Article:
New York State to Build 16-MW Microgrid in Albany for Government Center

New York state government is about to walk the talk. The state that has been encouraging its communities to install microgrids now will build its own microgrid in Albany, the seat of state government.

microgrid in Albany

Updated plant will house a new 16 megawatt combined heat and power system that will act as a microgrid to power all buildings at Empire State Plaza. Credit: NYPA

Gov. Andrew Cuomo today launched development of a 16-MW microgrid to power the 98-acre Governor Nelson A. Rockefeller Empire State Plaza.

The microgrid will use combined heat and power to supply 90 percent of the power, as well as heating and cooling for the 10 buildings where 11,000 state employees work.

After it comes on line in late 2019, the microgrid is expected to cut state energy costs by $2.7 million annually.

State officials are siting the microgrid in Albany to ensure government services are powered in a crisis. The project also is designed to help the state meet its goal to reduce greenhouse gases 40 percent by 2030 (from 1990 levels). The state calculates that the microgrid will cut 25,600 tons annually.

To be housed at a steam plant that has been defunct since 1994, the microgrid will use two 8-MW natural gas-fired turbine generators with dual fuel capabilities. The project will recover waste heat from the generators to heat and cool the plaza buildings.

“By utilizing the vacant Albany steam plant, this project will bolster our efforts to cut energy costs and harden our vital facilities to withstand what Mother Nature throws our way,” said Cuomo, in a news release issued by his office.

Project costs are still being worked out, pending the results of a request for proposals issued by the New York Power Authority (NYPA). Proposals from qualified vendors are due to NYPA on July 13. The authority expects to announce winners in the fall.

The state Office of General Services, which will finance the plant, says it expects to save $25 million by swapping out older equipment for the microgrid. NYSERDA will contribute $2.5 million toward the project’s costs.

The state will contract for the CHP system as a design/build project. The winning team will be responsible for completing the detailed design, permitting and interconnection requirements, procure the material and equipment, construct the facility, verify performance and operation. The winner also will be responsible for operating the CHP facility for its first year.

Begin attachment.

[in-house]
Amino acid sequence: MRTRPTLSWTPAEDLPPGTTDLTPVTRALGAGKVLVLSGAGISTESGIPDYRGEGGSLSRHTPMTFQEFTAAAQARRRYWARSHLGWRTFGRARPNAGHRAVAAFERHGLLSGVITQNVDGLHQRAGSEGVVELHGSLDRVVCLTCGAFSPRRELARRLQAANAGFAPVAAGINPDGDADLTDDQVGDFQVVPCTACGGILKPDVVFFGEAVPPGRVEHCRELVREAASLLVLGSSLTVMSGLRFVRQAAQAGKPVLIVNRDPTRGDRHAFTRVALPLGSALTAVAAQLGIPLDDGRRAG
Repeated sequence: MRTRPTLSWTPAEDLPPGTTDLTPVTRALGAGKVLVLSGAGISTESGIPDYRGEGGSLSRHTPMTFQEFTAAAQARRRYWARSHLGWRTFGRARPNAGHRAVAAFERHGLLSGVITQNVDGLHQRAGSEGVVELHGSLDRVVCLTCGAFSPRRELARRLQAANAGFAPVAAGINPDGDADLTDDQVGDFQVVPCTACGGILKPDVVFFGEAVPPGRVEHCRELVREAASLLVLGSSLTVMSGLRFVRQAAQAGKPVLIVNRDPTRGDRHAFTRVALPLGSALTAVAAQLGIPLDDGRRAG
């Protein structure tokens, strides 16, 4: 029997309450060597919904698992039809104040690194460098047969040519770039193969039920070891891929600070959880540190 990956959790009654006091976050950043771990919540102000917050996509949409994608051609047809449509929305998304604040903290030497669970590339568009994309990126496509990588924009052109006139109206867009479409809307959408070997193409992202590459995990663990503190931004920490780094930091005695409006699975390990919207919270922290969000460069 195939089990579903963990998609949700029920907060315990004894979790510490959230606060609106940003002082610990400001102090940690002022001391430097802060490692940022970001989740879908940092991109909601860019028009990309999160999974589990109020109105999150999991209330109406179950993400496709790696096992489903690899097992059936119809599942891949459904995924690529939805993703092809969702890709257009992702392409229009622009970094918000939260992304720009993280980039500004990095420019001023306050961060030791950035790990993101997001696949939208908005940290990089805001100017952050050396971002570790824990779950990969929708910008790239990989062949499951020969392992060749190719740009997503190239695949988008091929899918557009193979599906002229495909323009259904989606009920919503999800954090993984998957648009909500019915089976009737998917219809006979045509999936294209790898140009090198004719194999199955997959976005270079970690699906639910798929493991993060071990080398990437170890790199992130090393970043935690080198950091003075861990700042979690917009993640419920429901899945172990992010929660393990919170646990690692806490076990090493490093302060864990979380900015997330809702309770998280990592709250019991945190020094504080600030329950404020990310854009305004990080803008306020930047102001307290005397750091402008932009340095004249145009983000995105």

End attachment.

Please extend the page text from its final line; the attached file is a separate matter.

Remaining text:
Watch this video for more details about the microgrid New York plans to build for its government seat.

May expand into downtown

In addition to serving the Empire State Plaza, the microgrid will be built for possible expansion into other areas of downtown Albany. A plan envisioning this second phase is now a contender in the NY Prize, a $40 million microgrid competition underway before the New York State Energy and Research Development Authority (NYSERDA).

Under the expanded plan, the microgrid would serve the plaza and possibly the Times Union Center, city hall, the courthouse, and the new convention center. The concept won $1 million in NY Prize Stage 2 funds. The money will be used to develop a comprehensive engineering, financial and commercial assessment.

U.S. microgrids are typically connected to the central grid, and the microgrid in Albany is no different. When the grid experiences a power outage, the microgrid will island and rely on its own generators to serve the buildings.

microgrid in Albany

Credit: NYPA

“Microgrids are an important component in how we are going to modernize our energy infrastructure,” said Richard Kauffman, New York State Energy and Finance chair. “By updating the Empire State Plaza energy system with a microgrid, under Governor Cuomo’s nation-leading clean energy plans, we are improving energy efficiency and power reliability at downtown Albany’s centerpiece public gathering place. At the same time, we are making sure that more New Yorkers have resilient, reliable and energy efficient power today and into the future.”

The project is part of New York’s Reforming the Energy Vision (REV), a plan to create a new business model for the electric industry that fosters microgrids and distributed energy, drives up use of clean energy and drives down carbon dioxide emissions.

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Elisa Wood About Elisa Wood

Elisa Wood is the chief editor of MicrogridKnowledge.com. She has been writing about energy for more than two decades for top industry publications. Her work also has been picked up by CNN, the New York Times, Reuters, the Wall Street Journal Online and the Washington Post.

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